I recently discovered a new word that will be really useful for me in writing about Christian history. It describes an important and enduring category or type of belief that I have long known about, and in various historical eras, but for which I have never really had the ideal term.
I was in conversation with the excellent and widely published scholar of religion, Linda Woodhead, who is based at Lancaster, in north-west England. In correspondence, she mentioned an early seventeenth century sect called the Grindletonians, who can best be thought of as forerunners of the Quaker movement, and who emerged in that same area. She described them as “Antinomian, Spirit-led, immanentists,” a phrase that gave me a perfect sense of who the sect members were, and what they believed. But the word itself came as a surprise. Immanentist?
To over-simplify, God can be portrayed as transcendent (beyond and above the world, and humanity) or as immanent (within). An immanentist believes that God is entirely or mainly within the individual person, and that idea conditions attitudes to spiritual authority. In this view, the Bible has enormous spiritual authority, but it has to be read in a spiritual and psychological sense, as it speaks to the individual soul. That esoteric doctrine links naturally to a rejection of the Law, antinomianism. Commonly, but not necessarily, belief in the God Within shades into a doctrine of pantheism, the idea that all is holy.
I had come across the word immanentism before, mainly in a Catholic context and with a rather different and more philosophical setting. It can be defined as “A tendency to understand the immanence of God or of His action in us in such a way that it would, in fact, exclude the reality of His transcendence.” What Linda Woodhead is doing – and this is her own coinage – is applying it in a way that is very useful indeed for anyone who studies the Radical Reformation, or the Anglo-American religious world of the seventeenth and eighteenth centuries, or the early nineteenth century US. On several occasions, I have myself written about people who began with an intense belief in God and Christ as imagined in a fairly conventional way. Over time, though, they develop a more mystical approach, to believe in God as an inner reality, an inner light, so that Christ is within.
You can call them God-Within-ists, or Inner-Lightists; but immanentists is much better, and more accurate.
I blogged about the radical mystic Gerrard Winstanley, for whom the Biblical rivers flowing out of Paradise were identical with the five senses of the individual human being: the Bible was portraying internal realities. Eden is within. Winstanley came from a radical Puritan background, and we can identify many others in seventeenth century England who followed a somewhat similar trajectory. Most began in some version of Anabaptism. Many ended up in the Quaker sect that was formed in the 1650s, and which absorbed most of the fringe extremist groups of the era.In the context of the Middle Ages or the Early Modern periods, immanentist ideas had grave and potentially lethal political consequences. Believers were presenting their own individual inspiration against established churches that proclaimed their absolute monopoly on spiritual gifts. Did the believers not claim to hear the voice of God within themselves? Of necessity, the radicals tended to be anti-institutional, anti-hierarchical, anti-clerical. Preaching as they did a fundamental principle of human equality, the radicals also contained a sizable female presence, with women claiming full rights to teach, preach, and prophesy. How could they fail to endure repeated confrontations with state mechanisms?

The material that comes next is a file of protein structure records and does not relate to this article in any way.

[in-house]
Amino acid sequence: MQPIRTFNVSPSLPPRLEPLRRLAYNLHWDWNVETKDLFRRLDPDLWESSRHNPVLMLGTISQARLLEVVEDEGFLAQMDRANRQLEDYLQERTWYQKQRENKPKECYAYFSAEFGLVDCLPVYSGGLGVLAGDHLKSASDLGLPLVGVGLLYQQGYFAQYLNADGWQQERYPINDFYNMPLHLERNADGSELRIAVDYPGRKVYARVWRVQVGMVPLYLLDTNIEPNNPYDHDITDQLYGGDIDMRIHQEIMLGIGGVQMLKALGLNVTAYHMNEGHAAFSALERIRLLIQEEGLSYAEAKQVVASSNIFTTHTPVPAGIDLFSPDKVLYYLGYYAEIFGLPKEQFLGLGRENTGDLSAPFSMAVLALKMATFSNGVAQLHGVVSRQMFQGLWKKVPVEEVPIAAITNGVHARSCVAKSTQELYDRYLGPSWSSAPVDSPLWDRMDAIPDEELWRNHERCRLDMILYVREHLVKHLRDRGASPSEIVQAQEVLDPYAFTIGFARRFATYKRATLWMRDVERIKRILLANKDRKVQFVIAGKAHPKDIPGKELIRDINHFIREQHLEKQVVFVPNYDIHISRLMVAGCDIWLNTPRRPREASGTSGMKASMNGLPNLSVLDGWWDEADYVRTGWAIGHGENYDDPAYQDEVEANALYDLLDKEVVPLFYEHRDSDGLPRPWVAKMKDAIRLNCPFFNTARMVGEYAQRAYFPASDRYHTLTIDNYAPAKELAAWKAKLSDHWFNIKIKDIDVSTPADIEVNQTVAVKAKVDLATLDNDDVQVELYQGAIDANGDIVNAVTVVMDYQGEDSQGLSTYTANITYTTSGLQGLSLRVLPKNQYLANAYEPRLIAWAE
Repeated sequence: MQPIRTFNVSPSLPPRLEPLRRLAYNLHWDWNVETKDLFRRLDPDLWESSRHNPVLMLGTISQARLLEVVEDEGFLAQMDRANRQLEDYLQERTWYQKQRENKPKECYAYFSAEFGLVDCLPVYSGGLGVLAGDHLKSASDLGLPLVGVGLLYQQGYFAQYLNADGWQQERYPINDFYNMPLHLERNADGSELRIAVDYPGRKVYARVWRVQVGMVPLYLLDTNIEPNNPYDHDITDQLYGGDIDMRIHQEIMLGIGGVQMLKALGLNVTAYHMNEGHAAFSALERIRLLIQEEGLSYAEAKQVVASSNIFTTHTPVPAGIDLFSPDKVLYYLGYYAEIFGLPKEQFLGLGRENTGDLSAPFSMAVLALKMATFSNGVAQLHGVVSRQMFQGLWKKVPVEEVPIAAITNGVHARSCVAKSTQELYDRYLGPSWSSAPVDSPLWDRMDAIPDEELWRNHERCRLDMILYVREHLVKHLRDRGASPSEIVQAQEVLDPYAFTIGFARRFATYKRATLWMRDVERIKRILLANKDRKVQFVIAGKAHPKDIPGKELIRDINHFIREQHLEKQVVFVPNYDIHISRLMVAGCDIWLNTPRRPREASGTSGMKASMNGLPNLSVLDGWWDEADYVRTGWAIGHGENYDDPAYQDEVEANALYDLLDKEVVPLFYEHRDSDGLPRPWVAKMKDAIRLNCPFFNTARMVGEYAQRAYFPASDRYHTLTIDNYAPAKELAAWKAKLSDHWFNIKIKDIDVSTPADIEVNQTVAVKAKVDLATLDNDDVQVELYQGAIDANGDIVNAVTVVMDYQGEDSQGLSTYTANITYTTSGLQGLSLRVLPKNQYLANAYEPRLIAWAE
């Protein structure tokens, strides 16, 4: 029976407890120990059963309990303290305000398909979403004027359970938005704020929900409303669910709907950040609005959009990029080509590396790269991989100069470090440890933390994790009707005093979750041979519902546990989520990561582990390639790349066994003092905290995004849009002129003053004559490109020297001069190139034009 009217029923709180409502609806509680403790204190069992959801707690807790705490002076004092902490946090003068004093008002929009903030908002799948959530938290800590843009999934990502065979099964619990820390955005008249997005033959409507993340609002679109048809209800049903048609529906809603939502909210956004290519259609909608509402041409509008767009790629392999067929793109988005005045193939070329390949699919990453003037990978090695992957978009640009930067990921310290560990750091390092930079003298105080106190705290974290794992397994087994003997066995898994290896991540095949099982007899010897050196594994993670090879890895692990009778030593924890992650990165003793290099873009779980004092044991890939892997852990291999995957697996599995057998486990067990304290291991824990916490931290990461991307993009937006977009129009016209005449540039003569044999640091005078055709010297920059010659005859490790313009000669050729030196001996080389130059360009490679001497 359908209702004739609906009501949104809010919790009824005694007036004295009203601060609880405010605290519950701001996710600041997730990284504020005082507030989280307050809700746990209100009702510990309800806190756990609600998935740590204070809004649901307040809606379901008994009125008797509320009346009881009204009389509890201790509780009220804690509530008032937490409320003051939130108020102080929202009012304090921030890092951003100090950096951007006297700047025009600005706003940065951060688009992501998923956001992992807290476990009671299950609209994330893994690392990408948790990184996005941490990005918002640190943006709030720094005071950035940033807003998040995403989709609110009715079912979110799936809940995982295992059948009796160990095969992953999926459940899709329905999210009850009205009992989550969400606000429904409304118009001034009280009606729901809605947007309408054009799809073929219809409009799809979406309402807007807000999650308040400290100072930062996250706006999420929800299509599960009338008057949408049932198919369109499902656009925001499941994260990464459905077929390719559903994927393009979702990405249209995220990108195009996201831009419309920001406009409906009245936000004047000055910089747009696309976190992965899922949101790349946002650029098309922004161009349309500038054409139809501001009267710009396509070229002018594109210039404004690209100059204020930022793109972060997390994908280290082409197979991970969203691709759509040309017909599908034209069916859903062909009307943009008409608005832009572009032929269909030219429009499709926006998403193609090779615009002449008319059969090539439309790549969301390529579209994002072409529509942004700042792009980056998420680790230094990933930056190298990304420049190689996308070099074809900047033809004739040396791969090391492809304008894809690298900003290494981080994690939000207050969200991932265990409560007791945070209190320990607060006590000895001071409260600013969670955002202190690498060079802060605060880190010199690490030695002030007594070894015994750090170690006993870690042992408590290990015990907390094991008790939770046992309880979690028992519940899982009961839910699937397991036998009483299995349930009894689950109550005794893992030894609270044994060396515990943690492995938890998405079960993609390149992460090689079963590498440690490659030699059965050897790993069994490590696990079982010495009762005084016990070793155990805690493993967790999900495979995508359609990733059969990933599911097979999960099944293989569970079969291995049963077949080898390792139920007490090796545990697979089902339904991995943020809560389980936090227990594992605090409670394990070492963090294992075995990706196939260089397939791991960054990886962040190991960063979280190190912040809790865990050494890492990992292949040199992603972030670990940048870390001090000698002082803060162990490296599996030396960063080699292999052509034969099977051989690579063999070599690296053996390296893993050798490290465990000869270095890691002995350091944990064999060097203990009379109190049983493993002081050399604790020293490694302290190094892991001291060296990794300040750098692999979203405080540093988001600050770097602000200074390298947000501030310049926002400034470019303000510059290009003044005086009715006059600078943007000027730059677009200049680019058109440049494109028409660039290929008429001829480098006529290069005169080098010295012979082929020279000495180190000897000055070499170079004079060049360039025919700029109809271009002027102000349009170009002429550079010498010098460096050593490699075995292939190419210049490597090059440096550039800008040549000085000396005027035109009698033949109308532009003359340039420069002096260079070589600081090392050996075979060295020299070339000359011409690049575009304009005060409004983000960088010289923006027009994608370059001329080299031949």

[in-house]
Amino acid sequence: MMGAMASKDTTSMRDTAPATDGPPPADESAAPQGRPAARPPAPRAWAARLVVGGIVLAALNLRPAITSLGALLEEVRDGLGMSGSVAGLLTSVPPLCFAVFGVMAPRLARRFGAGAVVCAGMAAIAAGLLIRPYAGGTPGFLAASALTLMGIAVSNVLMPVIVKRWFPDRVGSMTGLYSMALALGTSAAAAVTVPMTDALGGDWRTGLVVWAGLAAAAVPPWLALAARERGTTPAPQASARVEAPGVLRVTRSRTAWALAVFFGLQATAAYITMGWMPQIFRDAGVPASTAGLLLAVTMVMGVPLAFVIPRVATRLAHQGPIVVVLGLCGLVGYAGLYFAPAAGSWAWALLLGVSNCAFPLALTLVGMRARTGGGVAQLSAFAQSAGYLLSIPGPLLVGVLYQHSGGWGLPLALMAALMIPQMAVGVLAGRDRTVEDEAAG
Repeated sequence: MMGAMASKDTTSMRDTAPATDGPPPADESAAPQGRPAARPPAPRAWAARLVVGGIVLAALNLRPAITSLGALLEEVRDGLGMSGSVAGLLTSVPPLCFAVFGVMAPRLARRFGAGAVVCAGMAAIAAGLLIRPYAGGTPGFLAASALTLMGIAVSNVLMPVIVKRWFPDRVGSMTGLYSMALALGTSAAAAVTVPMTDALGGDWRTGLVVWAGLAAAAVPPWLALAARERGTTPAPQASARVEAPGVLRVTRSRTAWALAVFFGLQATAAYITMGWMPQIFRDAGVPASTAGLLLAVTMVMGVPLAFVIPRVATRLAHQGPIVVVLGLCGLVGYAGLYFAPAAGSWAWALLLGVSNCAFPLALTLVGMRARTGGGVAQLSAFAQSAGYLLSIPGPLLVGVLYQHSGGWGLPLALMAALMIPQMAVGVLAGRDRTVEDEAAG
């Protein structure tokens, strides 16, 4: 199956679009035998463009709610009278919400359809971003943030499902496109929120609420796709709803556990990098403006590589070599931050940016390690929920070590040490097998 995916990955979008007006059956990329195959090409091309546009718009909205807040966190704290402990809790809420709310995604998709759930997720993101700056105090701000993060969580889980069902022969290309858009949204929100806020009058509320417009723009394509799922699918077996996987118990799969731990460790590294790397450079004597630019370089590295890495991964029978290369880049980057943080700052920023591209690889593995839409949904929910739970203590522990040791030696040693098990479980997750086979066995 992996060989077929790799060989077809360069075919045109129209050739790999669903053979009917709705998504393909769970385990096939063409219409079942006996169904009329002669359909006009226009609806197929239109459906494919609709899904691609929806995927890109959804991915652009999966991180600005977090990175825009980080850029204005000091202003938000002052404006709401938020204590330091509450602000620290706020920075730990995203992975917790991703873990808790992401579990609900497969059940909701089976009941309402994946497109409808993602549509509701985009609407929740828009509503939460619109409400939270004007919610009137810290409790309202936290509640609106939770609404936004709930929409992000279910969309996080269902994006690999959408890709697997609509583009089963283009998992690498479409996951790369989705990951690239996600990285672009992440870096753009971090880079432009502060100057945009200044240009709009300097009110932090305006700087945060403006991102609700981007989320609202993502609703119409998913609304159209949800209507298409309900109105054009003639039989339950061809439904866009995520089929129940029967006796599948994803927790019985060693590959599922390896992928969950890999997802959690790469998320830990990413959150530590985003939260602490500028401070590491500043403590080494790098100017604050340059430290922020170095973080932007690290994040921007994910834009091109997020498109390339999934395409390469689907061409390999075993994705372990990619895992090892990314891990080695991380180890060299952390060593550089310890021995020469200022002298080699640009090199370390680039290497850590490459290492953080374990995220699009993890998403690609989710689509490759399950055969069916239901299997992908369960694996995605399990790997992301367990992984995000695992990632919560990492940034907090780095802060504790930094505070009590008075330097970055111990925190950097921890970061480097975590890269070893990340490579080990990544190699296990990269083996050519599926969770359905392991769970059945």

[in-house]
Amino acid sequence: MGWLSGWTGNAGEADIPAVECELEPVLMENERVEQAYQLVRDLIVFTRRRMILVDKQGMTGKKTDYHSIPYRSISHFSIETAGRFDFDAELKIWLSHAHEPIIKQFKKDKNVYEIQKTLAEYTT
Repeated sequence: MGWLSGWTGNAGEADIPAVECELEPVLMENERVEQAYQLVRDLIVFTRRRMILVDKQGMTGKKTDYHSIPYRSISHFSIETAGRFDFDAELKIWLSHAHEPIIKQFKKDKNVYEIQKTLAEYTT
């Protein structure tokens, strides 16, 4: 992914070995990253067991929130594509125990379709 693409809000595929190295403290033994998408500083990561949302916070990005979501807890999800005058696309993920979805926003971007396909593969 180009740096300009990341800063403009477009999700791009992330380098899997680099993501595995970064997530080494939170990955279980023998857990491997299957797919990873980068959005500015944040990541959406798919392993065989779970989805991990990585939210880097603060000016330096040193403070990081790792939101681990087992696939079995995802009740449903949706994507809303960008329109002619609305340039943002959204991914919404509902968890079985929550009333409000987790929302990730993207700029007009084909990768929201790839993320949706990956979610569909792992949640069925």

Often, orthodox critics launched ferocious attacks on such mystical and esoteric believers, depicting them as atheists, or as mockers of the Bible, or blasphemers. That is a gross misunderstanding – although historically, the sects that espouse these ideas in one generation often did later gravitate to skeptical and rationalist views. Historically, the Inner Light ultimately did create the pre-conditions for Enlightenment.
So, where do we find these immanentists? We would look at the medieval Brethren of the Free Spirit, the Family of Love in the sixteenth and seventeenth centuries, and the English Ranters and early Quakers. We could find many later manifestations in the early American Republic, and the sects and cults that flourished in the 1840s and beyond. In some cases, we can trace linkages between the various sects, but the ideas do naturally spring up of their own accord. We can in fact see many parallels in other religions, including in the Sufis of Islam, and various batiniya [inward, or esoteric] sects.
A great deal has obviously been written on these various groups, not least in the classic English historical studies by Norman Cohn and Christopher Hill, or Alastair Hamilton’s The Family of Love (Cambridge University Press, 1981). More recently, see David R. Como’s substantial study Blown By The Spirit: Puritanism And The Emergence Of An Antinomian Underground In Pre-Civil War England (Stanford University Press, 2004).
I have an article due out shortly in Fides et Historia which offers a case-study of one alleged seventeenth century “atheist,” who on closer examination belonged to a larger grouping tied to early Quakerism. They fit perfectly into this mystical, radical, esoteric, post-Puritan, antinomian model – of immanentists, in fact. I’ll talk more about the scandalous case of Colonel Henry Bowen in a later blog.
By the way, that “post-Puritan” category might also be worth some exploration!